Saturday 17 May 2008

Victoria Day Long Weekend: May 16 -19

The week began to the north, with four-wheelers in Parry Sound. We drove up for a few errands. There must have been nearly a dozen of these vehicles driving around the town. Good thing there wasn't much traffic! What a sight to see!

The weekend started with a bang - or, I should say, a wail. With 1,000,000 people predicted to travel highway 400, the Ontario Provincial Police, with many crime alerts on the highway, had a helicopter posted to spot speeders and wacko drivers. They hired another helicopter to patrol over highway #69. With 8.1 million people living in the Golden Horseshoe, we have always found that people are either driving to or fro around Ontario, and this region. StatsCan says that this comprises 2/3 of the population of Ontario and 25% of the population of Canada. When we travel to visit our son, an actor in two shows at Shaw Festival, highways 400 & 407 are always busy. A drive around Lake Ontario is an adventure. Traffic is heavy and continuous on such weekends with folks going from Toronto to Niagara, as well as Stratford, for the many festivals that mark tourist season.

There are those who visit our area and bring the stress and the desperate hurry of the city with them. They fail to take time to feel, listen, look, and smell the scent of the country. The lessons of the wildlife, who sit contented at the shore, escape them as they escape their city life. In my middle age have found much healing at the water's shore. Some people drive as if they are on their way to an emergency and put many of us at risk. We know that the OPP has been vigilant in tracking those who speed. We take our time and pull over when we encounter such drivers. It is simply not worth it to feel their stress as they anxiously tailgate in their hurry to make it to their important destination. The OPP have targeted these city drivers, and rightly so.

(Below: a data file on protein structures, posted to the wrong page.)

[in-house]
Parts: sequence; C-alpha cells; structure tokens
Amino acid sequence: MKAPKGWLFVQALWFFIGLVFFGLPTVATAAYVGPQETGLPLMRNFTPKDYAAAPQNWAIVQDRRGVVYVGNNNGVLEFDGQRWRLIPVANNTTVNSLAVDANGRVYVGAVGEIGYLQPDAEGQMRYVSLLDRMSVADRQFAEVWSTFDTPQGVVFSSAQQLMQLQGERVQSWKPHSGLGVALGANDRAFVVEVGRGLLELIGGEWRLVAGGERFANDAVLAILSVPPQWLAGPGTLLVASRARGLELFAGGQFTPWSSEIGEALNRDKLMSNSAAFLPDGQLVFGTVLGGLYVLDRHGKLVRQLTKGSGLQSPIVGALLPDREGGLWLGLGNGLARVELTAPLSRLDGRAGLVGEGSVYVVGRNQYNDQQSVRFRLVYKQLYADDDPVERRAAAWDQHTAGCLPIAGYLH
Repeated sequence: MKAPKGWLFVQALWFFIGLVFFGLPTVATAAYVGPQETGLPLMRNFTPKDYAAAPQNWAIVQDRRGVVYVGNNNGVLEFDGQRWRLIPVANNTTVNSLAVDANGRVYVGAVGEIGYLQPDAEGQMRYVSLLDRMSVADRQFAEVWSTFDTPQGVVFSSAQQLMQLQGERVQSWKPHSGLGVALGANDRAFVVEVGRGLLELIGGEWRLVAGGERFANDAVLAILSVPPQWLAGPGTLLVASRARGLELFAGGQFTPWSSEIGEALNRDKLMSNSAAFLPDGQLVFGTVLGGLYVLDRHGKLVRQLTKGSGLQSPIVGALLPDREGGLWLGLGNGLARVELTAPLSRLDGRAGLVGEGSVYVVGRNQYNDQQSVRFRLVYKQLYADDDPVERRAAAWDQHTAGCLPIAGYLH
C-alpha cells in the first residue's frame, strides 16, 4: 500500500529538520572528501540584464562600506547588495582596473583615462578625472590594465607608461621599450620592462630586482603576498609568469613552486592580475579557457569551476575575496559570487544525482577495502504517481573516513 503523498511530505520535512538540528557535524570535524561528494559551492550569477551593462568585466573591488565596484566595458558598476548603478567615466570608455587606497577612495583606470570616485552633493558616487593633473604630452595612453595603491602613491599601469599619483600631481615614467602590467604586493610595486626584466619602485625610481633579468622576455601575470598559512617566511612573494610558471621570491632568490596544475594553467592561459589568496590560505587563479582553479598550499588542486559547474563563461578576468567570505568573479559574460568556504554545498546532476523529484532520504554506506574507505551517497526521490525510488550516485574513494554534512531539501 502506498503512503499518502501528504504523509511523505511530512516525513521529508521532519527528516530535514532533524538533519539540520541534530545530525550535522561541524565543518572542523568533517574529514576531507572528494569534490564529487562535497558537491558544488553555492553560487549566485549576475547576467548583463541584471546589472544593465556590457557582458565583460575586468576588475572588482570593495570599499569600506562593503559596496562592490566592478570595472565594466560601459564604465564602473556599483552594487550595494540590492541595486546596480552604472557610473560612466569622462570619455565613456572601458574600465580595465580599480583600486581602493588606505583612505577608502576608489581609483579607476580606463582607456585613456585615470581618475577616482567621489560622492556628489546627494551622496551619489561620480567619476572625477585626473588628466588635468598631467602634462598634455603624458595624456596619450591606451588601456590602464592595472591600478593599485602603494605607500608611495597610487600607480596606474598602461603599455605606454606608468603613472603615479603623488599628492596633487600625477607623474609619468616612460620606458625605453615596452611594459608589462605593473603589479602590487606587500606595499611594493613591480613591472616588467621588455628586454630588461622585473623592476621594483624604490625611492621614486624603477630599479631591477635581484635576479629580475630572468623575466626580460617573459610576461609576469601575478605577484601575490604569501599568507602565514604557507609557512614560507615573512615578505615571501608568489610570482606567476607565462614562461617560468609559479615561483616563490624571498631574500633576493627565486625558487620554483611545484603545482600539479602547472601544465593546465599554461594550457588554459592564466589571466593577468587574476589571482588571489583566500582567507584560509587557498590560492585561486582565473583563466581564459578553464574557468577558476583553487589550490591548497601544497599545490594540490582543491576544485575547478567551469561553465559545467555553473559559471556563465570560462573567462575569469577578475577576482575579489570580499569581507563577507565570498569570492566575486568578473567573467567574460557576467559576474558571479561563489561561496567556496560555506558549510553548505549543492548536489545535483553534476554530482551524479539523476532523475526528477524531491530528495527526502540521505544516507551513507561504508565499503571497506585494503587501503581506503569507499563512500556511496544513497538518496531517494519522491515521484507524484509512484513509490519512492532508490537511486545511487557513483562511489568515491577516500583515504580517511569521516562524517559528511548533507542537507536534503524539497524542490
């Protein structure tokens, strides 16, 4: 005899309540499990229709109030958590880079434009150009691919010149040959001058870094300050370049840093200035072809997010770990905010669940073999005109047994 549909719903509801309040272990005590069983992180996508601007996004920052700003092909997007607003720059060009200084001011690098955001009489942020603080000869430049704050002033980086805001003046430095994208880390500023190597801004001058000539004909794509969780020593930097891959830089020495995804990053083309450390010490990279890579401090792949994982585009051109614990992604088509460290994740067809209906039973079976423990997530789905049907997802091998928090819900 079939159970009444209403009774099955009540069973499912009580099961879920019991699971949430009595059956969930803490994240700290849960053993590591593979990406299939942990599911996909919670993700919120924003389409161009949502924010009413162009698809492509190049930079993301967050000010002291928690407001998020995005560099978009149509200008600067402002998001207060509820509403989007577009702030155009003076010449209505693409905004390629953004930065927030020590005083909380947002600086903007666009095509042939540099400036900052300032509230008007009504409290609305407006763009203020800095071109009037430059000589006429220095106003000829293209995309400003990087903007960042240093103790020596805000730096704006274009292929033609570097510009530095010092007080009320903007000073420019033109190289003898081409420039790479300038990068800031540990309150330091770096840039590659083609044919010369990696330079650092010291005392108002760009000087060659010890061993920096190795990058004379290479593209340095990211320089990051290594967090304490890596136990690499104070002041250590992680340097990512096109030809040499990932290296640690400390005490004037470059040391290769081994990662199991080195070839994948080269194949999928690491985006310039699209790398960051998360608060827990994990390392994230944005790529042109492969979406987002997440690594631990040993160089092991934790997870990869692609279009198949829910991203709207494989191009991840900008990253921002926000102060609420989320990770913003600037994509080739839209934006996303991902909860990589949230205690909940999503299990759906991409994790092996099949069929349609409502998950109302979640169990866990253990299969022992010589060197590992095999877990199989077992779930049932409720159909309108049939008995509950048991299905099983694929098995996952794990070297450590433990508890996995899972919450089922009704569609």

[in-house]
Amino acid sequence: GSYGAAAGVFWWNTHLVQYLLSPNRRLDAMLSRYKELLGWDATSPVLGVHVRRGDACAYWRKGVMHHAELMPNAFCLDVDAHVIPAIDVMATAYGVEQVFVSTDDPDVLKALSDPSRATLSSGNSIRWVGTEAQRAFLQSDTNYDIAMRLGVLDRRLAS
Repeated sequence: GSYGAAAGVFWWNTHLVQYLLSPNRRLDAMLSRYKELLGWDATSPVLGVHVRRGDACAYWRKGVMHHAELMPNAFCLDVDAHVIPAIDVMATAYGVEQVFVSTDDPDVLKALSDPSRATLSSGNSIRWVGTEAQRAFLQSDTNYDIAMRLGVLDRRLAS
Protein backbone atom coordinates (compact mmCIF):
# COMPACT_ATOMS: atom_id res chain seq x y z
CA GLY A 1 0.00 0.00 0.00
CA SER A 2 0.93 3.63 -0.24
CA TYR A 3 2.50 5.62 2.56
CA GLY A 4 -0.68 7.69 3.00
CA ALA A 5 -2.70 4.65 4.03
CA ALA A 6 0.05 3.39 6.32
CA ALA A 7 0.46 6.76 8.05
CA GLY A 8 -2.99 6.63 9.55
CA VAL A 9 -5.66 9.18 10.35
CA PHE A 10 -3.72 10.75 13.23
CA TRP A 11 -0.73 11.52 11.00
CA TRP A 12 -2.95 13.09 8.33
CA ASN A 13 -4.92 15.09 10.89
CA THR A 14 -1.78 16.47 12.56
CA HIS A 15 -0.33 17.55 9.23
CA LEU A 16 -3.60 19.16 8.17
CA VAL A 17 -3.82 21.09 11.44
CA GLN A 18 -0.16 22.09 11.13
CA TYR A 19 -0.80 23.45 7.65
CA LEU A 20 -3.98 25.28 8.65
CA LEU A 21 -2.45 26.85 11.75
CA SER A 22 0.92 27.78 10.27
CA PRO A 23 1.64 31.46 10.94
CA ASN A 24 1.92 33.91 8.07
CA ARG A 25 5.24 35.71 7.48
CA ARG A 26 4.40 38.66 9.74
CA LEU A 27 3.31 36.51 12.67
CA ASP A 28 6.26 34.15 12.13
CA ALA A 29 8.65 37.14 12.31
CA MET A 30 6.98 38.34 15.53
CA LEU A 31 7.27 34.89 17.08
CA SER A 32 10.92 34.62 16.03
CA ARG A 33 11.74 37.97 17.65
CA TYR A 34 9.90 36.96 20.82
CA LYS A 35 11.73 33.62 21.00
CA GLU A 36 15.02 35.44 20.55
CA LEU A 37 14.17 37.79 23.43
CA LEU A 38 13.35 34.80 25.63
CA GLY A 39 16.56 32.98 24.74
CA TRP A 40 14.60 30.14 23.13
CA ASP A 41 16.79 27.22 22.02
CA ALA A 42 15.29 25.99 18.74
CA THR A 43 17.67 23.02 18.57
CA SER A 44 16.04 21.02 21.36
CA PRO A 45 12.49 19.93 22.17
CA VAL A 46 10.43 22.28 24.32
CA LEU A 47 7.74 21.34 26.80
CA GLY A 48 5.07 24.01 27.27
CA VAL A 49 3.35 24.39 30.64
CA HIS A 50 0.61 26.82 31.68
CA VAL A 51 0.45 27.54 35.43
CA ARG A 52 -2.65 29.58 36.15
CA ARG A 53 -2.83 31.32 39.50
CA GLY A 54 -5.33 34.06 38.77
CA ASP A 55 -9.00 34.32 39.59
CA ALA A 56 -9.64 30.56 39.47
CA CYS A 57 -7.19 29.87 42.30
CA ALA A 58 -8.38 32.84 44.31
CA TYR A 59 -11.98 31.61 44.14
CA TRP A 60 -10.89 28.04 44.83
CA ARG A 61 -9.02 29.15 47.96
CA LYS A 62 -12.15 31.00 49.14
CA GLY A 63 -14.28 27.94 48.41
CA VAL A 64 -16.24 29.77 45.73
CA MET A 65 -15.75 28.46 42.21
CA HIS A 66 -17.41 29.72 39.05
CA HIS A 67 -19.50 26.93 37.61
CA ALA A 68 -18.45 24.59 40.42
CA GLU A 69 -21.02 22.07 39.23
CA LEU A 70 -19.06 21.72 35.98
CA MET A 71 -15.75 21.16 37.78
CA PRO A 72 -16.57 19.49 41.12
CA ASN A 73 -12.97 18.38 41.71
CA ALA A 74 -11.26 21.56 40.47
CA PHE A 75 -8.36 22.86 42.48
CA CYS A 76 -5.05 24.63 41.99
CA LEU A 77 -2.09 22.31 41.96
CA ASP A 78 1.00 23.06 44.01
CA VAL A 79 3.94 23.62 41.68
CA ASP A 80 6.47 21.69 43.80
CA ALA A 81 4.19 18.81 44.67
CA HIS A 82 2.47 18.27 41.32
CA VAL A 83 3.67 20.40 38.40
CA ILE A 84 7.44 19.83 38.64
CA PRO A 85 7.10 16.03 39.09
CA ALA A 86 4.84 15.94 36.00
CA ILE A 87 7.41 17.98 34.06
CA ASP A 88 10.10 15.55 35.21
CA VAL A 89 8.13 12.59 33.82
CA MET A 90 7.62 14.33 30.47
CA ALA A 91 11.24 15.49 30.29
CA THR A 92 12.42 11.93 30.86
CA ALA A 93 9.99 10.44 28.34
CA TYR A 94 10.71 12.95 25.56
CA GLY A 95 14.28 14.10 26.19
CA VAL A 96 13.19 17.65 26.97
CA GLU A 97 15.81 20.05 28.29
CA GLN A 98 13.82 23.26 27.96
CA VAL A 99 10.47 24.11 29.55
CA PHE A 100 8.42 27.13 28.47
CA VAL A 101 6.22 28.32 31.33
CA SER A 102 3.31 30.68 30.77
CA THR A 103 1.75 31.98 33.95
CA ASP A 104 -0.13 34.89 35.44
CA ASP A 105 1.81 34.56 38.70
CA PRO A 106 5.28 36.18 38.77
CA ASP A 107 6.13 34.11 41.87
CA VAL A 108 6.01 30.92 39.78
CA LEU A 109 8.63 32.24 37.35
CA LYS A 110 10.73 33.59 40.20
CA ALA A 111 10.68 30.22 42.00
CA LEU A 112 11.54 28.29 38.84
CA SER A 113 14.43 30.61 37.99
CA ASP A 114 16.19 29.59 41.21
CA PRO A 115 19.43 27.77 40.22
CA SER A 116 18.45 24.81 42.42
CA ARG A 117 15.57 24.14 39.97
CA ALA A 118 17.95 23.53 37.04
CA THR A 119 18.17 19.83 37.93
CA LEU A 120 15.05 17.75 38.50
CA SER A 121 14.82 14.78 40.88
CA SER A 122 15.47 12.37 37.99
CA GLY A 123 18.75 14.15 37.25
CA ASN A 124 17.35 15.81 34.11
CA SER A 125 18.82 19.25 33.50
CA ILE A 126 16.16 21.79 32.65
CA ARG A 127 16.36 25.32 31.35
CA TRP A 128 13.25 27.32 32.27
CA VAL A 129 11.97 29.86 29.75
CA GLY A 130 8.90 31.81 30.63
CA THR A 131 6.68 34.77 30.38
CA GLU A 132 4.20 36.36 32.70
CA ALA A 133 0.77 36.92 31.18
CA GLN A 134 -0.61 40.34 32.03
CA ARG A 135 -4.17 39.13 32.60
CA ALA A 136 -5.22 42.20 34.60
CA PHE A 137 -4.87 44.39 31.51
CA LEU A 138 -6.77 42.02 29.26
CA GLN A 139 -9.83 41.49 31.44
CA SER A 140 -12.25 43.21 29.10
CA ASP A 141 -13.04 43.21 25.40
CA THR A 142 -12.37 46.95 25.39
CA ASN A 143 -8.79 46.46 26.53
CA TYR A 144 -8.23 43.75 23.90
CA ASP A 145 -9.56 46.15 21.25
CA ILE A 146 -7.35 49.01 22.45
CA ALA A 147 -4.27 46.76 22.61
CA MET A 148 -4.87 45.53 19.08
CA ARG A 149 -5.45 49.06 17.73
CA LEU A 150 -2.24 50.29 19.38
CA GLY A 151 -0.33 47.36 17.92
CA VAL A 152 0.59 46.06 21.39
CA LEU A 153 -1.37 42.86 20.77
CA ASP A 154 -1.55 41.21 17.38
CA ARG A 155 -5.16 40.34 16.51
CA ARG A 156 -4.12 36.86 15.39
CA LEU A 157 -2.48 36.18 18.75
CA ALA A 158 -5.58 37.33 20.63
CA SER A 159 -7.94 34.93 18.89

Friday afternoon, as we sat by the water in the sun, far from the crowds, we could hear sirens about every 20 minutes. I think I heard a firetruck, too. We saw the helicopter go over head as we worked by the water, embracing sun and wind and watching out for the blackflies. They are wicked at this time of year, especially in the cooler weather. You have to stay in the sun, as it is chilly with temperatures of only 18 degrees or so. The problem is that the blackflies are numerous and you really need to find a hot, sunny, sheltered spot to sit or work. The wind keeps the flies down, but it is a bit more chilly.

Our birds, and Bea, the racoon, continue to feed at the shore. The heron has been visiting more frequently, although there are not many frogs or other prey, although one hopped across and under my way as I knelt working in the garden. In the pond I can see many clusters of eggs with the tadpoles growing inside. I have warned them all that the tourists are arriving soon. The geese sit on our rock and watch the odd boat go by, apparently non-plussed. The cat will sit on the dock and observe our beloved creatures, even Bea has come to terms with the cats, who realize she is a frowsy-looking mother seeking to feed her young.

The violets and the forget-me-nots show off their purples and blues. They embrace the cool weather, the warmth of the sun, and present their spring colours. The few hardy pansies that I planted show their faces and smile, content in the breath of spring air. The daffodils have faded, but many of the other garden plants are beginning to raise their heads to nod at the arrival of spring. We cannot compete with the beauty of the showy trees of Niagara, but the green is startlingly bright with the rain and the growing conditions.

1 comment:

... Smells Like Fries said...

Ahh. The stressful art of relaxation. :)